Once again we have an example of Rupert Murdoch saying something and doing something completely different on the same subject: the internet.
News Corp’s chairman has been agitating for users of his newspaper’s websites to pay for access to news and other material. The Wall Street Journal does it and last week Murdoch said that very soon other titles in the empire would start charging.
And then this week The Wall Street Journal revealed that it was planning to introduce micro-payments for individual articles and premium subscriptions to its website later this year.
“A sophisticated micro-payments service” will launch this autumn, Robert Thomson, editor-in-chief of Dow Jones and managing editor of the Journal, told The Financial Times.
“The move will position the Journal as the first big newspaper title to adopt a model many are cautiously studying as they seek to reduce their dependence on plunging advertising revenues.”
Mr Thomson has accused Google of being a “parasite”, a bit rich for a News Corp executive when News is in bed with Google with an online ad deal worth over half a billion US dollars, principally for MySpace.
But as usual it pays to keep an eye on what Mr Murdoch is doing elsewhere and that brings to mind a website called Hulu.
Hulu is an online video service that offers hit TV shows, movies and clips and other online destination sites — all for free.
For Free. Yep, and News Corp owns a slab of it, as does NBC, Disney is joining, while private equity folk, Providence Equity Partners (they are the ones who partnered Lachlan Murdoch in his second attempt to buy Cons Media from James Packer last year for a very silly price).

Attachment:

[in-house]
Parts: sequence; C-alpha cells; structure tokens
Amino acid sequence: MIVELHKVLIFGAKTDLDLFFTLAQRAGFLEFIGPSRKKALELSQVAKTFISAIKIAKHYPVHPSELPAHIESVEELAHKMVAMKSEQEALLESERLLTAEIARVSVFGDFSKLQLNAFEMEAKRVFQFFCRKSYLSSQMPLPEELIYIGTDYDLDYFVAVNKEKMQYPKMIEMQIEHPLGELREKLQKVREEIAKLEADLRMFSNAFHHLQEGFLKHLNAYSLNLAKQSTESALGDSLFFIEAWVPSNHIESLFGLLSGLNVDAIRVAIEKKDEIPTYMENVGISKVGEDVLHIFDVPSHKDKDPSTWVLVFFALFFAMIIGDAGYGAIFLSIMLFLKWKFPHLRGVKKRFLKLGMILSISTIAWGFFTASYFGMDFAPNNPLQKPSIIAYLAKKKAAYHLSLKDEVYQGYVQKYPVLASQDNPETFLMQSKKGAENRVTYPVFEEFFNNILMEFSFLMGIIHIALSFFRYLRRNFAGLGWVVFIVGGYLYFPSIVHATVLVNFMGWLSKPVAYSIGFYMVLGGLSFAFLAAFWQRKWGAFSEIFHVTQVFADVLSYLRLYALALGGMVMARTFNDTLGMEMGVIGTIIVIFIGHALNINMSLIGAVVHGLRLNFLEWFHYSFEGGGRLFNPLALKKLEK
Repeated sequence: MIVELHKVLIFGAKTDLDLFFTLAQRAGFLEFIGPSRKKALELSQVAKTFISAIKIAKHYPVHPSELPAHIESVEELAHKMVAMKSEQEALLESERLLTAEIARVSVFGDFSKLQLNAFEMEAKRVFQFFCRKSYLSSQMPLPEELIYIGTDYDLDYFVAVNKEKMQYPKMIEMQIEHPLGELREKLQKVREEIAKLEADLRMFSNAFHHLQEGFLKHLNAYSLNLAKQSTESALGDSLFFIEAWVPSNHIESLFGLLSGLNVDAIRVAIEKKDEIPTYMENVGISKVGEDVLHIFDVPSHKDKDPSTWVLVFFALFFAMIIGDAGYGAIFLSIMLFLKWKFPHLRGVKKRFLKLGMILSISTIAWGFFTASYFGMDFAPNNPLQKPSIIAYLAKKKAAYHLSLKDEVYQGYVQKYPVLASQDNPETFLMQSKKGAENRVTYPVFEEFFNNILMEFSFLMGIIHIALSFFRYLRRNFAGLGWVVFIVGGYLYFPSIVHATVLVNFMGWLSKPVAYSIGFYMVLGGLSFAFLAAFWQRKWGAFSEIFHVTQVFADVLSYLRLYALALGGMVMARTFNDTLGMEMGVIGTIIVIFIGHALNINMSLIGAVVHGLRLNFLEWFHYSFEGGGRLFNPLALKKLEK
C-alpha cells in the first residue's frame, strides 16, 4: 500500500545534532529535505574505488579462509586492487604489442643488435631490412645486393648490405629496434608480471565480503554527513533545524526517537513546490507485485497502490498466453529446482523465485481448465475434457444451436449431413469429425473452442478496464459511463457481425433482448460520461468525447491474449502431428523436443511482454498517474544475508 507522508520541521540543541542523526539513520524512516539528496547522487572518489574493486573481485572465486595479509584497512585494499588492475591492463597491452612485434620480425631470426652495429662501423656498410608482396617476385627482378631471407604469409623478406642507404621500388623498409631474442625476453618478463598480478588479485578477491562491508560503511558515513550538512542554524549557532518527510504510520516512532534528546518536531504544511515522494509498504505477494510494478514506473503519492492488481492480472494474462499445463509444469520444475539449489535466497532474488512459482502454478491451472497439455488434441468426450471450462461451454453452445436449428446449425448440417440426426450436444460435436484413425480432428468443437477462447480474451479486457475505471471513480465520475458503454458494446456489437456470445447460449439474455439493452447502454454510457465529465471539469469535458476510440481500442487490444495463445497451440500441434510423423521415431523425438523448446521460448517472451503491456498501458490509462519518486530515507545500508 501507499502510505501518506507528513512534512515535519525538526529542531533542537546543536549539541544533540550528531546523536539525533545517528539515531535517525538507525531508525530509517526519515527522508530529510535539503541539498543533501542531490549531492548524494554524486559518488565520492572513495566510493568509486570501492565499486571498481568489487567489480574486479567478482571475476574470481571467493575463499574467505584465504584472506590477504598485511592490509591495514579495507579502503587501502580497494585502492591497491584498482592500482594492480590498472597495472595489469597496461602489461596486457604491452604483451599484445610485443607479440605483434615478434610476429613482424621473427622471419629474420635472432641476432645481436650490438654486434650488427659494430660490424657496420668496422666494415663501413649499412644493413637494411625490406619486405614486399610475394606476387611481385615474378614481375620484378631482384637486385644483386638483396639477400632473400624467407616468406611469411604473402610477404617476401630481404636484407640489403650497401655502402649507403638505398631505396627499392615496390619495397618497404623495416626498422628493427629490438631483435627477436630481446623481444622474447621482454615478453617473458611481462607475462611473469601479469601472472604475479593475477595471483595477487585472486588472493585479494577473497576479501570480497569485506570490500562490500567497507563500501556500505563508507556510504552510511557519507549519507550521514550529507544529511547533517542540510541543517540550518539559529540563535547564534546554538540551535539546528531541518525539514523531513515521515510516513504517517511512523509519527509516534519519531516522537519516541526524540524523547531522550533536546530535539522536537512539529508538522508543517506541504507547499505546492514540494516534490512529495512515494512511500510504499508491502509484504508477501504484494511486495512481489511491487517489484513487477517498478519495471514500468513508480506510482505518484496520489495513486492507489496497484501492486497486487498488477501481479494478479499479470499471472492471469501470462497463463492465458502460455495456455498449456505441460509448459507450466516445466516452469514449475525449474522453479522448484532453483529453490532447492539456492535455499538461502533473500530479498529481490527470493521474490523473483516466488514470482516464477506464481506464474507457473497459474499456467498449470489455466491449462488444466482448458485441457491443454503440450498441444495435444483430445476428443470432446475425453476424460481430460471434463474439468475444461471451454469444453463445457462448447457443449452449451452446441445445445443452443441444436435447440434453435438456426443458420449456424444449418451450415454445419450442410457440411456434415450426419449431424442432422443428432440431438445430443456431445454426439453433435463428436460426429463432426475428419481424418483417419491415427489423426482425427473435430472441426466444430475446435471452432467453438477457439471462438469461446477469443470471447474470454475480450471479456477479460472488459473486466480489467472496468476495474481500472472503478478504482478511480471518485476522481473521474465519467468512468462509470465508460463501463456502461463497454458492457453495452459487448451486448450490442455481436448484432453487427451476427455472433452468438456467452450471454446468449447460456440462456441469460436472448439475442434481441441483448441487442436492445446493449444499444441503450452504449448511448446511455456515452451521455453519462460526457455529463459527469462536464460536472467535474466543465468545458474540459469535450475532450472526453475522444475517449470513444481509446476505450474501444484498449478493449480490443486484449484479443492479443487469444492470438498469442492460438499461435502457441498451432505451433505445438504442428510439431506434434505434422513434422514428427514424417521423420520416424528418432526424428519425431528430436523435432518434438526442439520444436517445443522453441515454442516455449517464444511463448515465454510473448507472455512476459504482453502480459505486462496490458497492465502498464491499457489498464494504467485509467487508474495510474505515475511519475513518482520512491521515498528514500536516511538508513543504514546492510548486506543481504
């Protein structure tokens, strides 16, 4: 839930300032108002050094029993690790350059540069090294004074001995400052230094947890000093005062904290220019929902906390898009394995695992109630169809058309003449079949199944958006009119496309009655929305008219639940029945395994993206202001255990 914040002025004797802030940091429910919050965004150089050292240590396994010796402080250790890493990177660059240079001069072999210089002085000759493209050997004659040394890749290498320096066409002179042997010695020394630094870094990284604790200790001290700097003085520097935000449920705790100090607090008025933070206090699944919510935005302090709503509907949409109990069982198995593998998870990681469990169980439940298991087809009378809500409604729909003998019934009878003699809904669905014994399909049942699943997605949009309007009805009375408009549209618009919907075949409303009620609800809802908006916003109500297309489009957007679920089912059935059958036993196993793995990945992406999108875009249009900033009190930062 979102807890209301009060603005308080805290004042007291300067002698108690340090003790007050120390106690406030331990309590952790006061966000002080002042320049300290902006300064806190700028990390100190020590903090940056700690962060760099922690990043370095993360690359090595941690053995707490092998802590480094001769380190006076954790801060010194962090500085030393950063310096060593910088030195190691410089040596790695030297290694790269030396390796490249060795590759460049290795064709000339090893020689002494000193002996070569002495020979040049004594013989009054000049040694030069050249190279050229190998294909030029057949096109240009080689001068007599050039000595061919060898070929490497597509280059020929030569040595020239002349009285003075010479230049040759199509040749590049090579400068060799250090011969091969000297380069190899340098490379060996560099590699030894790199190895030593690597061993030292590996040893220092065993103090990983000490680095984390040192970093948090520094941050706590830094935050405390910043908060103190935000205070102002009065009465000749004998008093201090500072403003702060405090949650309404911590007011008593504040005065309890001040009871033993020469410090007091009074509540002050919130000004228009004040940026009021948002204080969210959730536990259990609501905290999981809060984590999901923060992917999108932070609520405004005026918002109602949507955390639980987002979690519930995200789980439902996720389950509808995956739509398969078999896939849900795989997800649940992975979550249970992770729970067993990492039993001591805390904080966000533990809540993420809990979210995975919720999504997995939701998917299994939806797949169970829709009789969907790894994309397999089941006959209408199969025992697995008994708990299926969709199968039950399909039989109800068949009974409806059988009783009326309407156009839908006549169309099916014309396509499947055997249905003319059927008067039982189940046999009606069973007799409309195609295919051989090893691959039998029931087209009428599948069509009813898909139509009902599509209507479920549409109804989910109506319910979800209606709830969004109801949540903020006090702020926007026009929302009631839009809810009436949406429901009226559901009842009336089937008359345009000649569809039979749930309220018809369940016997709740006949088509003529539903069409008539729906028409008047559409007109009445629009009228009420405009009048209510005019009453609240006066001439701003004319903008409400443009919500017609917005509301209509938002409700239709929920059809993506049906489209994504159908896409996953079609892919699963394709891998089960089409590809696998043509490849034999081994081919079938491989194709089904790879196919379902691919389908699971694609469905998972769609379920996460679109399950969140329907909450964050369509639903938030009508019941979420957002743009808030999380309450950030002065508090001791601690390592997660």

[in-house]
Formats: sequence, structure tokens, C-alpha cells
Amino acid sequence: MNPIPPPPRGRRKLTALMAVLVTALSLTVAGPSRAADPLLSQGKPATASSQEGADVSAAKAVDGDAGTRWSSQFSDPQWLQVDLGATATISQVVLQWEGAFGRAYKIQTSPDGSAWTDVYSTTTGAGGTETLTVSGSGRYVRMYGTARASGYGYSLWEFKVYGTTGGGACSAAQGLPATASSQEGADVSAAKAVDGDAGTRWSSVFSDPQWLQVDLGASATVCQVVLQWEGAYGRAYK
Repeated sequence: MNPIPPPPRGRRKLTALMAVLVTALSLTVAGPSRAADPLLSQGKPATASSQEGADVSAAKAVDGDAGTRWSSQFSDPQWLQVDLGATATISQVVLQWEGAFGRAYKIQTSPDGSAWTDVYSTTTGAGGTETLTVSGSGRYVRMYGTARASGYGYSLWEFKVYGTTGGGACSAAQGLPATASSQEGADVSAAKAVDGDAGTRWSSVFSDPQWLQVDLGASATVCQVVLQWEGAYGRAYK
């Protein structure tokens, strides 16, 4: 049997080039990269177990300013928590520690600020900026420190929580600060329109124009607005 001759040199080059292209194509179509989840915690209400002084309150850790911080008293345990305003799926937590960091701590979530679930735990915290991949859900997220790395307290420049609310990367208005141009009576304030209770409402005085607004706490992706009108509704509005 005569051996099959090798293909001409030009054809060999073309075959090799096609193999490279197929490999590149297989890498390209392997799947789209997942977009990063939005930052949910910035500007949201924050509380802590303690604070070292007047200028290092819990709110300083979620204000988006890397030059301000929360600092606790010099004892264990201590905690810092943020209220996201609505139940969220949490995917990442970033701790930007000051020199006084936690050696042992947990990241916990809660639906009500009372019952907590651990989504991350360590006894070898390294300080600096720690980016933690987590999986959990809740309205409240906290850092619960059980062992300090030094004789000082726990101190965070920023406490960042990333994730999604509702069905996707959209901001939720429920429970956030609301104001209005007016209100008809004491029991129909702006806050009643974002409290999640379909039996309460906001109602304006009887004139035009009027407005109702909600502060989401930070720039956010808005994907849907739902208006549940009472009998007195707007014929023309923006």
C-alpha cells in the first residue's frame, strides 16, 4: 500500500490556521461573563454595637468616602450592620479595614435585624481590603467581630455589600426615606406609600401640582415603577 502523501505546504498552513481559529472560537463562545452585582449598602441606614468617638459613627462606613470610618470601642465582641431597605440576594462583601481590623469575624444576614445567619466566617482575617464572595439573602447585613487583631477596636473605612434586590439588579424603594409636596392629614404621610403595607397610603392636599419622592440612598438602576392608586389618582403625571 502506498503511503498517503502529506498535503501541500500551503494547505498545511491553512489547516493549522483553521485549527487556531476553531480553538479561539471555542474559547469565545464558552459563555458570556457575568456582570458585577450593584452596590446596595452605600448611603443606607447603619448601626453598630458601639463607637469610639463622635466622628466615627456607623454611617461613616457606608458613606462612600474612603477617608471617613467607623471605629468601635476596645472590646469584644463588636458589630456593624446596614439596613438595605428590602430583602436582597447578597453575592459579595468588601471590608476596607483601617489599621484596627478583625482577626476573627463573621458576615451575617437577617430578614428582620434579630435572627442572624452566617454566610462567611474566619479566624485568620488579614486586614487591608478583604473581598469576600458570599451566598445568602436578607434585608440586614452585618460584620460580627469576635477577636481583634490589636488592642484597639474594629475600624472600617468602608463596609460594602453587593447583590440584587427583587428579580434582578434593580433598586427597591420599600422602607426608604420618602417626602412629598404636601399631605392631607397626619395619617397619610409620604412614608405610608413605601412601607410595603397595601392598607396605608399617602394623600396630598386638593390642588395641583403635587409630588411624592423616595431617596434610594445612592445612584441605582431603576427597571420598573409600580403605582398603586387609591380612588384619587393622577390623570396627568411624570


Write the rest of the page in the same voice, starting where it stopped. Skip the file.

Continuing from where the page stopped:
But Hulu is hot: it’s the fastest growing website on the net. In March it had an estimated 380 million downloads from its sites.
Besides Fox, NBN and now Disney, Hulu brings together a large selection of videos from over 140 other content companies, including Comedy Central, Lionsgate, MGM, MTV Networks, National Geographic, Paramount, PBS, Sony Pictures Television, Warner Bros and more.
According to the blurb on its website and promotional material, users can choose from more than 1,250 current primetime TV hits such as The Simpsons, 30 Rock, The Daily Show with Jon Stewart and The Office the morning after they air. Not to mention classics like Buffy the Vampire Slayer, The A-Team, Airwolf and Married…with Children; movies like Revenge of the Nerds and In the Line of Fire; documentaries like Super Size Me, Crawford and I Am Because We Are; and clips from Saturday Night Live, Friends and other popular TV shows and movies.
380 million videos were viewed on Hulu in March, beating Yahoo!’s 335 million — but far behind YouTube’s 5.9 billion.
Hulu clips carry 30-second commercials at the front of the content. Revenue is shared with the providers and the owners.
And for the moment, it is free.
Will Murdoch try to introduce micro pay (Pay Pal?) type payment for Hulu (or force the other owners to join him)?
NBC won’t want to, nor would they, because they know (as Murdoch does with Fox) that Bit Torrent and other peer to peer sites that make TV programs available, would ruin that ploy.
For video, the payment horse has long bolted. For newspapers, the same could be said, but Murdoch wants to change that because he knows his papers have a huge and wrenching change ahead of them, just as the US car industry is being turned on its head.
Don’t expect to see the Murdoch doublespeak on free online content explained in any depth in any News Ltd publication in Australia.